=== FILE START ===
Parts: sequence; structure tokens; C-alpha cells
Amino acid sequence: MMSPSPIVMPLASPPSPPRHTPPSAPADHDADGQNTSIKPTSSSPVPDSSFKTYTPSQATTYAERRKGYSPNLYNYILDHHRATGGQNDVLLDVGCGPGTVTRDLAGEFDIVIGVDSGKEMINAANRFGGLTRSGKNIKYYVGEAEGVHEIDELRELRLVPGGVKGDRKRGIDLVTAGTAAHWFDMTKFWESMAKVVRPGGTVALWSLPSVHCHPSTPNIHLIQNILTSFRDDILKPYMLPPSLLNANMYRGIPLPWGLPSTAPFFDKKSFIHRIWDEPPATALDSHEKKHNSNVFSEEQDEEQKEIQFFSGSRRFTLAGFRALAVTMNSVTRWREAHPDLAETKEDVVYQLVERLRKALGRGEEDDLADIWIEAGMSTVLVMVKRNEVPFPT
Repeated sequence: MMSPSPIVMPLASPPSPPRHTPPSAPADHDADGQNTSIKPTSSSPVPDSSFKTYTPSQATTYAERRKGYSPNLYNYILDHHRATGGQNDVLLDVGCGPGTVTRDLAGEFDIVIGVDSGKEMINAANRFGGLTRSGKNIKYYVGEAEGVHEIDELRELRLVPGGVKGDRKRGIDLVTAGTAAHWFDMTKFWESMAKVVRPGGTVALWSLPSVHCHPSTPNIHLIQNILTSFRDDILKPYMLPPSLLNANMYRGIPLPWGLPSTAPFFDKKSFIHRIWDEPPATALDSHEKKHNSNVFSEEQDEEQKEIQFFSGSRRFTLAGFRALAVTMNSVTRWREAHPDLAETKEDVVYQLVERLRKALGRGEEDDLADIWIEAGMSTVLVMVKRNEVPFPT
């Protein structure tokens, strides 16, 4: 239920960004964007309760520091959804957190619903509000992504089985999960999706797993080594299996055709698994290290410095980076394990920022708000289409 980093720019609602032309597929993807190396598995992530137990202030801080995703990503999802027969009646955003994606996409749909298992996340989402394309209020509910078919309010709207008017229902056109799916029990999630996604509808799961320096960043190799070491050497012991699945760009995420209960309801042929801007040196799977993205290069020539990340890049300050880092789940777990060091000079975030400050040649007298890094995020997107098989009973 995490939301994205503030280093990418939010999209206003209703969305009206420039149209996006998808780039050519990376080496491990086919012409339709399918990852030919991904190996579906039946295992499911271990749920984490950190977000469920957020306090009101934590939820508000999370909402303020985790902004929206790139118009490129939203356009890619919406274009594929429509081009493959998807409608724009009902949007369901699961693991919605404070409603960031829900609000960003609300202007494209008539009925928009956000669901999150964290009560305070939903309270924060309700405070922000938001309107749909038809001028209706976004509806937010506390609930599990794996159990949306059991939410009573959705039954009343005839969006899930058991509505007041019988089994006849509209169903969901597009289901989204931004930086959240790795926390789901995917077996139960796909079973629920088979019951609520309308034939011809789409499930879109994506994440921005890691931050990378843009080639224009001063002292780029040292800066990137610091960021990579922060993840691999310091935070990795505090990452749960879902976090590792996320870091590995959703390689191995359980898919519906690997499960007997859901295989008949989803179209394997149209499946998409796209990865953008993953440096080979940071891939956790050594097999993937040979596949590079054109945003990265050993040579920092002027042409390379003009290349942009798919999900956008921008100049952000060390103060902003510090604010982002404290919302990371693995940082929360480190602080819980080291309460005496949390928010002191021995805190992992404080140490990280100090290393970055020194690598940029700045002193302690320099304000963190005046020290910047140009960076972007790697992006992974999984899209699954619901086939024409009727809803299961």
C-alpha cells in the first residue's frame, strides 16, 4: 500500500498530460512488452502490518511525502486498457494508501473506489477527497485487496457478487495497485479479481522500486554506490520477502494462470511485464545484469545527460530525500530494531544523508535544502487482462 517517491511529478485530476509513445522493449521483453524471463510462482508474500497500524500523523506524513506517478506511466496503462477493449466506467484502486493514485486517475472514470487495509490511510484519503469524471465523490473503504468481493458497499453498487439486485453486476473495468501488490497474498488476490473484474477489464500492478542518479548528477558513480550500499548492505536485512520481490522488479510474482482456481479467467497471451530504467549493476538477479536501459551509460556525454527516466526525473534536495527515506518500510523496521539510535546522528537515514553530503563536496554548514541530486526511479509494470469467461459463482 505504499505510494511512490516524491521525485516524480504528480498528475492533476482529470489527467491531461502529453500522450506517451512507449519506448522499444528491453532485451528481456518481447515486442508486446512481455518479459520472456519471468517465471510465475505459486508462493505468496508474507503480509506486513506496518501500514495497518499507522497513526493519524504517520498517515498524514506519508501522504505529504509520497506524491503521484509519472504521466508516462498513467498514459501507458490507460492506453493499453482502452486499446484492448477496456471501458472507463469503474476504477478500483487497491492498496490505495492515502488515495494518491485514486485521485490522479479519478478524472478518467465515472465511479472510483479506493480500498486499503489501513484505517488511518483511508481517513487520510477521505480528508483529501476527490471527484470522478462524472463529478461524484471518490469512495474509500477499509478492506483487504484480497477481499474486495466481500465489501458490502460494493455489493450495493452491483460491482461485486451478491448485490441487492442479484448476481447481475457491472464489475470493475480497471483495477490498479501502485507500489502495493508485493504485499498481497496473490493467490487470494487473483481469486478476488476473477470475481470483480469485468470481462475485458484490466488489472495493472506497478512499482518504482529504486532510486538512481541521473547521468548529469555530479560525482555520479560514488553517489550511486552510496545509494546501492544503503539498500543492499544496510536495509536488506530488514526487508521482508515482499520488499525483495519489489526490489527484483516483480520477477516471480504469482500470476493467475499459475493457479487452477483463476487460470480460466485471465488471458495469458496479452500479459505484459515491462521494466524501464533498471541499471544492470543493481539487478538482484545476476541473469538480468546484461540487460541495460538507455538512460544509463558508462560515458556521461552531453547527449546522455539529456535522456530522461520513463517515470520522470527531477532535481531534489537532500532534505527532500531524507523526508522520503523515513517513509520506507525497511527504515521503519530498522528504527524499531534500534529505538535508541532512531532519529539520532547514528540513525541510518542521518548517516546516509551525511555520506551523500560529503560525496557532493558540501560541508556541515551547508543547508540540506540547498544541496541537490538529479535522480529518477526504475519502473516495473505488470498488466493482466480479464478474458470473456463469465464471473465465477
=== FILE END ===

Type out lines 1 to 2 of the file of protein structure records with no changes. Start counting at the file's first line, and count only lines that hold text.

Parts: sequence; structure tokens; C-alpha cells
Amino acid sequence: MMSPSPIVMPLASPPSPPRHTPPSAPADHDADGQNTSIKPTSSSPVPDSSFKTYTPSQATTYAERRKGYSPNLYNYILDHHRATGGQNDVLLDVGCGPGTVTRDLAGEFDIVIGVDSGKEMINAANRFGGLTRSGKNIKYYVGEAEGVHEIDELRELRLVPGGVKGDRKRGIDLVTAGTAAHWFDMTKFWESMAKVVRPGGTVALWSLPSVHCHPSTPNIHLIQNILTSFRDDILKPYMLPPSLLNANMYRGIPLPWGLPSTAPFFDKKSFIHRIWDEPPATALDSHEKKHNSNVFSEEQDEEQKEIQFFSGSRRFTLAGFRALAVTMNSVTRWREAHPDLAETKEDVVYQLVERLRKALGRGEEDDLADIWIEAGMSTVLVMVKRNEVPFPT